Why is there a simple math problem just above the Comment space? The photo, of the tree lined road , is GREAT

    • adpal says:

      Bill – That is there, so when you enter a comment you prove that you are human and not a computer trying to post spam messages. The photo came with the WordPress installation. I like it too. BTW, do you have any thoughts about the content of the articles? I would be very interested to read your comments about the content of the articles. :-)

  7. bill says:

    I dont beleive that any one is Lazy. That is a derogatory term, intended for use to shame, and label people , whom the user of the term has decided that others are not comforming with what he, or she , wants them to do.

    • adpal says:

      Maybe you are right. It may be that laziness does not really exist. A doctor actually told me once something very similar. He said: “Laziness does not exist – it is just depression.” But if that is correct, then what are we to make of all of the references to laziness in ancient literature? For example, Benjamin Franklin warned people about laziness quite a bit. Also, laziness (aka “sloth”) is listed as one of the “Seven Deadly Sins” in very ancient spiritual books. Do you think it should be removed from that list? Do you think that there are other items on that list of 7 deadly sins that should also be removed?

  8. perception vs reality says:

    Laziness is an example of a “maladaptive behavior” … How about an article that discusses various maladaptive behaviors and what they have in common?

  9. perception vs reality says:

    Be prepared – how about an article about hurricane sandy? Was laziness a factor that caused some ppl to fail to prepare?

  10. perception vs reality says:

    Favorite arties i would like to see:
    What causes poverty?
    Sacred cow in the war on poverty?
    Can laziness cause poverty?
    Knowledge versus anti-knowledge
    How to get a free college education

  11. perception vs reality says:

    Years ago knowledge was exspensive and commodities were cheap. Now it is just the opposite. We tend to value things depending on how much we have to pay for them and by the value that ppl in our social group put on them.

  12. perception vs reality says:

    What might have been … There are roughly three possible life outcomes corresponding to 1) laziness 2) reasonable productivity and 3) workaholism. How about an article to compare contrast these. Ask the reader to come up with his own outcomes for each of the three in his own life and suggest your own too. Then compare it with where u r at. And the remaining portion of yr life …?

  13. Anonymous says:

    Rich lazy and veryunhappy. A lot of ppl in that category. Seems strange. Lack of perspective forgetting to count blessings.

  14. Anonymous says:

    There’s still time to change the road you’re on … Reversible and non-reversible decisions. Some decisions r clearly reversible and some r clearly not reversible. Like suicide. Then there is a large swath of in-between-type decisions that r (technically) reversible but, in Practise they r only very rarely reversed. Like “starting smoking”. Because earlier decisions create momentum in our lives. Another decision has to do with self-exertion and time management. If the choice is made to exert at a low level then it can become a habit. Generally habits come into being bcz there is some kind of positive feedback system at work. The habit of unhealthfully low self-exertion is Aka “laziness.”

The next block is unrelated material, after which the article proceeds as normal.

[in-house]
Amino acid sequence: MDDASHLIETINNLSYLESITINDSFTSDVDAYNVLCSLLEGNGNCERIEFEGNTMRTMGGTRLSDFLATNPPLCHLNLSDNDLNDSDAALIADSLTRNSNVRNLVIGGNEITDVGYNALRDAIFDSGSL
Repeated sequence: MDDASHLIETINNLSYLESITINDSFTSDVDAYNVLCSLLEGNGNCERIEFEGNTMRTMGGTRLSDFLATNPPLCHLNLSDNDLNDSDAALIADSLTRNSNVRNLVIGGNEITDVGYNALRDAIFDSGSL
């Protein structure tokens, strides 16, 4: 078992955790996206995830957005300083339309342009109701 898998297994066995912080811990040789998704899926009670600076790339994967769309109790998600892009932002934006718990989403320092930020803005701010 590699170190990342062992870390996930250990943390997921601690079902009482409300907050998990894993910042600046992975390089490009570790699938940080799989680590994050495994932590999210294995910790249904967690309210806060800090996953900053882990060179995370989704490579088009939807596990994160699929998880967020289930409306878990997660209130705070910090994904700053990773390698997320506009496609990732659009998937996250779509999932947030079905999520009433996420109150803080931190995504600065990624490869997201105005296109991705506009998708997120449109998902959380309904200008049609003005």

15. Anonymous says:

    Working vs looking for work. Ppl tend to b willing to self-exert at different levels in these two important components of the career life. Rejection is hard to handle. And preparation or study is hard to justify if there is an unclear “guarantee” of payoff for the non-compensated prep work.

  16. Anonymous says:

    Hiding out – means that I hope no one calls bcz I don’t want to go out – and I don’t want to leave the house until after “work hours” so ppl will assume that I really am working. That is a sucky way to live. I have done that. Has to do with shame.

  17. Anonymous says:

    Sick and healthy

    Many ppl have a healthy sex instinct but a sick gather-resources-by-work instinct. So generally there are two ways of looking at ppl: sick and healthy. We all exist somewhere on a spectrum between those two points. So do u want to meet a girl who is more sick or more healthy? Obviously u want to meet a healthy woman. So what kind of man does a healthy woman want to meet? There is yr answer. She wants a man with a healthy sex instinct AND a healthy gather-resources-work instinct. U have got the first part generally under control. How about the second part?

    Alternatively you could just go for a woman who is closer to the “sick” side of the spectrum. She would probably b happy to accept u as u r with a poor work ethic. But is there a downside to getting into that type of relationship?

  18. Anonymous says:

    Create a chart showing how couples get together and how the health or sickness of their individual sex and work instincts impact the health or sickness of the relationship

    This chart describes four different combinations of (H)ealthy and (S)ick sex and work instincts as they can occur in couples. Each of the four lines describes a man / woman in a couple. Cases of S(ick) instincts are marked in red to make it clearer where potential problems can arise.

    1) Sex: H, Work: H / Sex: H, Work: H
    2) Sex: H, Work: H / Sex: H, Work: S
    3) Sex: H, Work: S / Sex: H, Work: H
    4) Sex: H, Work: S / Sex: H, Work: S

  19. Anonymous says:

    The Goldilocks Zone – too lazy or too workaholic or just right? U decide. In your ownmind u factor in your illness your history your own measurement of what a reasonable day looks like for u.